Tuesday, January 12, 2021

Jacobsohn and Roznai's Constitutional Revolutions

Guest Blogger

For the symposium on Gary Jeffrey Jacobsohn and Yaniv Roznai, Constitutional Revolution (Yale University Press, 2020).

Howard Schweber

Jacobsohn and Roznai’s book Constitutional Revolutions has quickly attracted a great deal of attention and provoked a great deal of thoughtful reaction, as illustrated in this blog symposium’s essays. J and R’s basic argument is that in defining a constitutional “revolution” we should not look to the process—a sudden fissiparous event outside established legal channels—but rather the consequences. If there is a change in constitutional understanding that results in “a paradigmatic displacement …in the conceptual prism through which constitutionalism is experienced in a given polity” then there has been a “revolution” regardless of whether it happened quickly or over an extended time period—by a process sanctioned by the former constitutional order, formal amendment, imposition by an external power, major legislative enactments, or judicial decision—and regardless of who were the actors involved.

There are a number of things to say about this formulation, as these commentators observe. For one thing, as Emily Zackin points out, “paradigmatic shift” recalls Thomas Kuhn’s deployment of the same terminology in his historiography of scientific change. Zackin might further have noted that Kuhn got the term and its associated from E.H. Gombrich’s writings on the history of art, and that among historians of science—including Kuhn himself in his later writing--the paradigm model in its simple form is not given substantial credence. Indeed, one of the major divisions in the historiography of scientific development is between Gallisonians (inspired by Peter Gallison) and Kuhnians; Gallisonians argue that scientific development follows and is guided by changes in the available technologies of investigation, while Kuhnians insist on the autonomy of systems of ideas. Legal historians and philosophers will recognize considerable overlap with debates over the autonomy of legal reasoning.[1] So by the very deployment of the term “paradigm” the authors raise and beg a profound question: to what degree are constitutional revolutions autonomous events rather than epiphenomenal consequences of structural or cultural change? The question is at the heart of several of these contributions.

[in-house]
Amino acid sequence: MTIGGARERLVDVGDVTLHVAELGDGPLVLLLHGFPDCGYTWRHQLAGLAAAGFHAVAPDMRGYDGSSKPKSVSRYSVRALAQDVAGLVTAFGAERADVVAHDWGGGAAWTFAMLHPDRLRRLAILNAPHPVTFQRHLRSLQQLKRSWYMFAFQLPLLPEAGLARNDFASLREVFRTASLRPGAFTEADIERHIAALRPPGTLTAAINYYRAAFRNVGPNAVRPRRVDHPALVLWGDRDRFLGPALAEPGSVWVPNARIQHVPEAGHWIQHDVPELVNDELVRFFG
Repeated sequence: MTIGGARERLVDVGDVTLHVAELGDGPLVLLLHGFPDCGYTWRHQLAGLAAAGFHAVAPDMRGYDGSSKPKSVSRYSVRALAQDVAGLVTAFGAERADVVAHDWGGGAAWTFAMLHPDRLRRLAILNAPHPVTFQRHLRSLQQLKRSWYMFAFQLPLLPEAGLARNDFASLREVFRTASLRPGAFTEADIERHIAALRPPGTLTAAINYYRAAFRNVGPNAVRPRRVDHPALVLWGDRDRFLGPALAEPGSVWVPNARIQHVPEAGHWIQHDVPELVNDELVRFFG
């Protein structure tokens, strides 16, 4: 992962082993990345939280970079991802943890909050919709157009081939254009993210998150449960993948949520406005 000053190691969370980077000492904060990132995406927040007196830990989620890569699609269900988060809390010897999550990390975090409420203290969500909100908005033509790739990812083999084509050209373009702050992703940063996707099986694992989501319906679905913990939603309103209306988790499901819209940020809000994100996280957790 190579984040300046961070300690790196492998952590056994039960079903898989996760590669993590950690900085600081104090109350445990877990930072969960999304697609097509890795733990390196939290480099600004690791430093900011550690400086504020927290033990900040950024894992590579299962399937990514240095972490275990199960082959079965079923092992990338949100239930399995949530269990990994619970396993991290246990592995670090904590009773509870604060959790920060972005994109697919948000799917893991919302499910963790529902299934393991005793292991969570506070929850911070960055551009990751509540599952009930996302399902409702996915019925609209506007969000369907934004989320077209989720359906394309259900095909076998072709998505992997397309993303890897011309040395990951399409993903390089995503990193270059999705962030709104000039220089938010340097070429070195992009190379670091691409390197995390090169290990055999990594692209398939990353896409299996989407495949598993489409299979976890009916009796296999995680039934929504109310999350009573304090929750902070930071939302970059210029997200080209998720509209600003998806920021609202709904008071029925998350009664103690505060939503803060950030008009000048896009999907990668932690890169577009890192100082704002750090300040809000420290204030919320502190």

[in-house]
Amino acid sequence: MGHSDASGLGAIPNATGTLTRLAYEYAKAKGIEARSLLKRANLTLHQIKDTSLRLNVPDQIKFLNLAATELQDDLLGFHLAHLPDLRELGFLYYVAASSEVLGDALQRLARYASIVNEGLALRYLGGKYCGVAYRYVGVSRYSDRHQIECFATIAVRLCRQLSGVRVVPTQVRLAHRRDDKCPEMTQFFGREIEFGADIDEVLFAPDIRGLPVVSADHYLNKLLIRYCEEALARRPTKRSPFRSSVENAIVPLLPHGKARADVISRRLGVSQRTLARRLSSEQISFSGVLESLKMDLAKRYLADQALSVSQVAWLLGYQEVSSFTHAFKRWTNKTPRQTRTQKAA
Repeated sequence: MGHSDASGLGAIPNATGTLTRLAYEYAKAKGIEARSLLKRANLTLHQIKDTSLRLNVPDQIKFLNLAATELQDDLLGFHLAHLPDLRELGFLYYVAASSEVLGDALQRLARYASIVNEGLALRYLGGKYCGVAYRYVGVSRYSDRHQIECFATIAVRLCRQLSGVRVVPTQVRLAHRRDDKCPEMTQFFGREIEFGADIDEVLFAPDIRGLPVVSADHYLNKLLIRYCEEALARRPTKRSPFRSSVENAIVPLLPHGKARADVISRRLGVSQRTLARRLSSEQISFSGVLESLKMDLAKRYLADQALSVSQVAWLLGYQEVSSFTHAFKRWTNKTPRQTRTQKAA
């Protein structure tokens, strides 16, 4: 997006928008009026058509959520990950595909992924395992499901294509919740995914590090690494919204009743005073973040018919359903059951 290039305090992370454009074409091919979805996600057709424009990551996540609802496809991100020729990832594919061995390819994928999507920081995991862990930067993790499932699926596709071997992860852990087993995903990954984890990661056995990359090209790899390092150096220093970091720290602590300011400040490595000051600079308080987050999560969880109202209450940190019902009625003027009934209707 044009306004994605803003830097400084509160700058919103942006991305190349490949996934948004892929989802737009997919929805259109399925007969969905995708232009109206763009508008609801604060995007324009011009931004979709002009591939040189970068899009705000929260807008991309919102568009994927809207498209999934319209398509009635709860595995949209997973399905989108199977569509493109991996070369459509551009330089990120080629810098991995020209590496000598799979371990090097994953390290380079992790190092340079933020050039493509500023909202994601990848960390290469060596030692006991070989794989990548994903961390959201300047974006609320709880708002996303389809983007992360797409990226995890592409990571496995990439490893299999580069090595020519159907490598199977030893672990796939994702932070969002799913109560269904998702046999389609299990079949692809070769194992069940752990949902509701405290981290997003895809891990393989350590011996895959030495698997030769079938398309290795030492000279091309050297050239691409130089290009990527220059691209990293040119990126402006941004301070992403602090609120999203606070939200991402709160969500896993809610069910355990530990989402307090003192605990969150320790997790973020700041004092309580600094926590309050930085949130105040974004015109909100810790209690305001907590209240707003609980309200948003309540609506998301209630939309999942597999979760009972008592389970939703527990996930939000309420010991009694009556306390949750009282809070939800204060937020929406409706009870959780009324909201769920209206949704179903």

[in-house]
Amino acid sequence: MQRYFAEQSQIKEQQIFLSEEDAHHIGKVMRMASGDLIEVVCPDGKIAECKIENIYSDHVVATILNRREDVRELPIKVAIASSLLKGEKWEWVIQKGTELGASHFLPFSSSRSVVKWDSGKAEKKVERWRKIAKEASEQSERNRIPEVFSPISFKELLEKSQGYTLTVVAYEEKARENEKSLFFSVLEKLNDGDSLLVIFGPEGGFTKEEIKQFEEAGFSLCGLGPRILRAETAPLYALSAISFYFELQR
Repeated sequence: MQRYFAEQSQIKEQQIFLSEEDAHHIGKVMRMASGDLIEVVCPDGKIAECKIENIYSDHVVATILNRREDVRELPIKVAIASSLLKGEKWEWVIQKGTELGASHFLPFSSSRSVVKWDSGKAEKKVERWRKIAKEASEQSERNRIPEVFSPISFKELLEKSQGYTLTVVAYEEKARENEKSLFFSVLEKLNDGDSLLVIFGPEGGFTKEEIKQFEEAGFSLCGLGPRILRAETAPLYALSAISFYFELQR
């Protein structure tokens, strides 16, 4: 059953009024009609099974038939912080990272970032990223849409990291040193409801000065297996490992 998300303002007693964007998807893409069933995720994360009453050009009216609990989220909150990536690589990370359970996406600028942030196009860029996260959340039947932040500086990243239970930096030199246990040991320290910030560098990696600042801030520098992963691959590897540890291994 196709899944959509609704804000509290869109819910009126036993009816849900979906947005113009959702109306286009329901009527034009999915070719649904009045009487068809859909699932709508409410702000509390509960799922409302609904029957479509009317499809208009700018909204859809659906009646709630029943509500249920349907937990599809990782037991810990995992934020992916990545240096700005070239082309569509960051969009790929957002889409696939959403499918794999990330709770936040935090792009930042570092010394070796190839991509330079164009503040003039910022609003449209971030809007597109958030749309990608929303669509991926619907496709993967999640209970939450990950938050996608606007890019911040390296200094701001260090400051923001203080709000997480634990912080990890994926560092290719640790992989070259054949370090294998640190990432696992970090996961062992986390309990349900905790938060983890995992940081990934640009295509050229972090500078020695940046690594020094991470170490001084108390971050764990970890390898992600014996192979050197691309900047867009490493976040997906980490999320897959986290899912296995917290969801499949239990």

Leslie Goldstein points to the difficulty of identifying shifts in the dominant “conceptual prism” of a particular historical events. Considering the American Declaration of Independence, Articles of Confederation, and ratification of the Constitution she asks whether we should consider these events as elements of a single constitutional revolution, as the authors do, or as three separate events each of which implies a change in basic features of the constitutional order? Among botanists it was once traditional to distinguish among “lumpers” and “splitters” depending on whether the discovery of a new specimen was treated as a reason to announce a new typological category or as a variation on an existing category. The distinction is fundamental to determining the parameters of constitutional identity; as Joshua Braver points out, to writers in the radical tradition some of the constitutional revolutions discussed in the book appear as “meek reforms”. The theme song of the English Civil War was “The World Turned Upside Down”; is anything less a “revolution”? That question is raised by several commentators in addition to Goldstein; if the process that produces change extends across decades or even generations then what is the difference between a revolution and evolution (Zackin)?; do constitutional revolutions that stand alone need to be distinguished from the creation of new constitutional systems as elements of larger political revolutions (Gardbaum)?;  does the term “revolution” needs additional descriptors and sub-categories to be useful for purposes of typology (Silverstein)?